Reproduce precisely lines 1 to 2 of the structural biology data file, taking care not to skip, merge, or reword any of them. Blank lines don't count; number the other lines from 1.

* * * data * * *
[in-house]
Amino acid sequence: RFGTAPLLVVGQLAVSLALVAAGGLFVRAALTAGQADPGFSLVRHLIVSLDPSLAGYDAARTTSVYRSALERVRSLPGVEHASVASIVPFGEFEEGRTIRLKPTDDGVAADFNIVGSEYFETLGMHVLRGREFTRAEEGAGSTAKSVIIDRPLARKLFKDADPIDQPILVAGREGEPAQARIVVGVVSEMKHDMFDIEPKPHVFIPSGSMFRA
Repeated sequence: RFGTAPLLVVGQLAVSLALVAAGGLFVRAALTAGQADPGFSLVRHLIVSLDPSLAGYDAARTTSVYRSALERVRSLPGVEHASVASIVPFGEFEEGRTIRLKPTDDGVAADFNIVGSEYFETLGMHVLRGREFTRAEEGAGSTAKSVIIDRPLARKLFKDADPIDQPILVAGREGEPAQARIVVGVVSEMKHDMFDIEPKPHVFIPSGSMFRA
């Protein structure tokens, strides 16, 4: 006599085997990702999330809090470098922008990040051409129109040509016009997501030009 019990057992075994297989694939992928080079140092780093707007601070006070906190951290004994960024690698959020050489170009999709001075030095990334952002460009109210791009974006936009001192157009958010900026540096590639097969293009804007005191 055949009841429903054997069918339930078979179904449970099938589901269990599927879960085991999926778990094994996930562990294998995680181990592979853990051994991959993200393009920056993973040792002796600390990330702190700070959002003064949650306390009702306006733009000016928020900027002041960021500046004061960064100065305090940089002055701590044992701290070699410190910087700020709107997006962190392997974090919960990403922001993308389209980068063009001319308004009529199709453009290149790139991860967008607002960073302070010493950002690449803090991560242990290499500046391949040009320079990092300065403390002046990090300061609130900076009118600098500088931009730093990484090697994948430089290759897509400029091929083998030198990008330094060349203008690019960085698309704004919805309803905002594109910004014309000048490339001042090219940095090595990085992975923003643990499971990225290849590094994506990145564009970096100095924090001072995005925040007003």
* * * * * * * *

[in-house]
Amino acid sequence: RFGTAPLLVVGQLAVSLALVAAGGLFVRAALTAGQADPGFSLVRHLIVSLDPSLAGYDAARTTSVYRSALERVRSLPGVEHASVASIVPFGEFEEGRTIRLKPTDDGVAADFNIVGSEYFETLGMHVLRGREFTRAEEGAGSTAKSVIIDRPLARKLFKDADPIDQPILVAGREGEPAQARIVVGVVSEMKHDMFDIEPKPHVFIPSGSMFRA